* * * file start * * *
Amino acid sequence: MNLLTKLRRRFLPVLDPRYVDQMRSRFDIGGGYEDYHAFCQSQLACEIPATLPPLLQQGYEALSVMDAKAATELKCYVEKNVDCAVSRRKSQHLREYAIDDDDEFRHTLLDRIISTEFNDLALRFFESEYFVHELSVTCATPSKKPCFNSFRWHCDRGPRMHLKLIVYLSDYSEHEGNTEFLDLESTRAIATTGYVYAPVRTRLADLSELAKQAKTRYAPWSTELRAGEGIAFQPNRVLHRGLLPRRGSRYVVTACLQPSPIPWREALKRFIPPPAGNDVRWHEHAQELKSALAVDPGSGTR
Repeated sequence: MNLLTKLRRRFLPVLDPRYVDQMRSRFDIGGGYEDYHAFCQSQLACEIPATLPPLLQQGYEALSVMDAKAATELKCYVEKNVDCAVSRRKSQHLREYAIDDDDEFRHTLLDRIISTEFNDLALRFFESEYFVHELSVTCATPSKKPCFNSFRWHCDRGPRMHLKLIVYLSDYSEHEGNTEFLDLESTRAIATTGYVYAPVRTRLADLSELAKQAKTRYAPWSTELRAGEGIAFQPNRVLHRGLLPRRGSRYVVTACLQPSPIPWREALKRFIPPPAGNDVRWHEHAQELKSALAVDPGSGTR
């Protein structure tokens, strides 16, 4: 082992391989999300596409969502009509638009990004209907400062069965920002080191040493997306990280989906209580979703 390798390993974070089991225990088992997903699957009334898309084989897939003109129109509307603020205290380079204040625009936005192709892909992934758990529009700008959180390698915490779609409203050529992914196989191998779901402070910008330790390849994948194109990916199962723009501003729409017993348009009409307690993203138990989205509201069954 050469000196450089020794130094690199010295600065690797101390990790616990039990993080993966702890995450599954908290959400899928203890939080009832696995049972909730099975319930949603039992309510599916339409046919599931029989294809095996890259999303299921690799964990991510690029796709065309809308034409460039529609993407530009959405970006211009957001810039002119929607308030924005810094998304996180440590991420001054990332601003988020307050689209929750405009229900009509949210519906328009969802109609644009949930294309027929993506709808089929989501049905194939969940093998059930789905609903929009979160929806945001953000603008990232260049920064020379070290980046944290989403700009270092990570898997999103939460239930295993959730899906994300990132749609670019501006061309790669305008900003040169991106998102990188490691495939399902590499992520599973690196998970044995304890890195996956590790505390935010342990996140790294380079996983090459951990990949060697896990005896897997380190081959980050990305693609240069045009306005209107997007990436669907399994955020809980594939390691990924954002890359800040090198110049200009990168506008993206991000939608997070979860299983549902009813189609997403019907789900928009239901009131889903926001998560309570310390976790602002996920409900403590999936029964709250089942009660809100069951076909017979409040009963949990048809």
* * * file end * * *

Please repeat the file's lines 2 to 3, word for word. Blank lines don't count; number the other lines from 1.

Repeated sequence: MNLLTKLRRRFLPVLDPRYVDQMRSRFDIGGGYEDYHAFCQSQLACEIPATLPPLLQQGYEALSVMDAKAATELKCYVEKNVDCAVSRRKSQHLREYAIDDDDEFRHTLLDRIISTEFNDLALRFFESEYFVHELSVTCATPSKKPCFNSFRWHCDRGPRMHLKLIVYLSDYSEHEGNTEFLDLESTRAIATTGYVYAPVRTRLADLSELAKQAKTRYAPWSTELRAGEGIAFQPNRVLHRGLLPRRGSRYVVTACLQPSPIPWREALKRFIPPPAGNDVRWHEHAQELKSALAVDPGSGTR
């Protein structure tokens, strides 16, 4: 082992391989999300596409969502009509638009990004209907400062069965920002080191040493997306990280989906209580979703 390798390993974070089991225990088992997903699957009334898309084989897939003109129109509307603020205290380079204040625009936005192709892909992934758990529009700008959180390698915490779609409203050529992914196989191998779901402070910008330790390849994948194109990916199962723009501003729409017993348009009409307690993203138990989205509201069954 050469000196450089020794130094690199010295600065690797101390990790616990039990993080993966702890995450599954908290959400899928203890939080009832696995049972909730099975319930949603039992309510599916339409046919599931029989294809095996890259999303299921690799964990991510690029796709065309809308034409460039529609993407530009959405970006211009957001810039002119929607308030924005810094998304996180440590991420001054990332601003988020307050689209929750405009229900009509949210519906328009969802109609644009949930294309027929993506709808089929989501049905194939969940093998059930789905609903929009979160929806945001953000603008990232260049920064020379070290980046944290989403700009270092990570898997999103939460239930295993959730899906994300990132749609670019501006061309790669305008900003040169991106998102990188490691495939399902590499992520599973690196998970044995304890890195996956590790505390935010342990996140790294380079996983090459951990990949060697896990005896897997380190081959980050990305693609240069045009306005209107997007990436669907399994955020809980594939390691990924954002890359800040090198110049200009990168506008993206991000939608997070979860299983549902009813189609997403019907789900928009239901009131889903926001998560309570310390976790602002996920409900403590999936029964709250089942009660809100069951076909017979409040009963949990048809």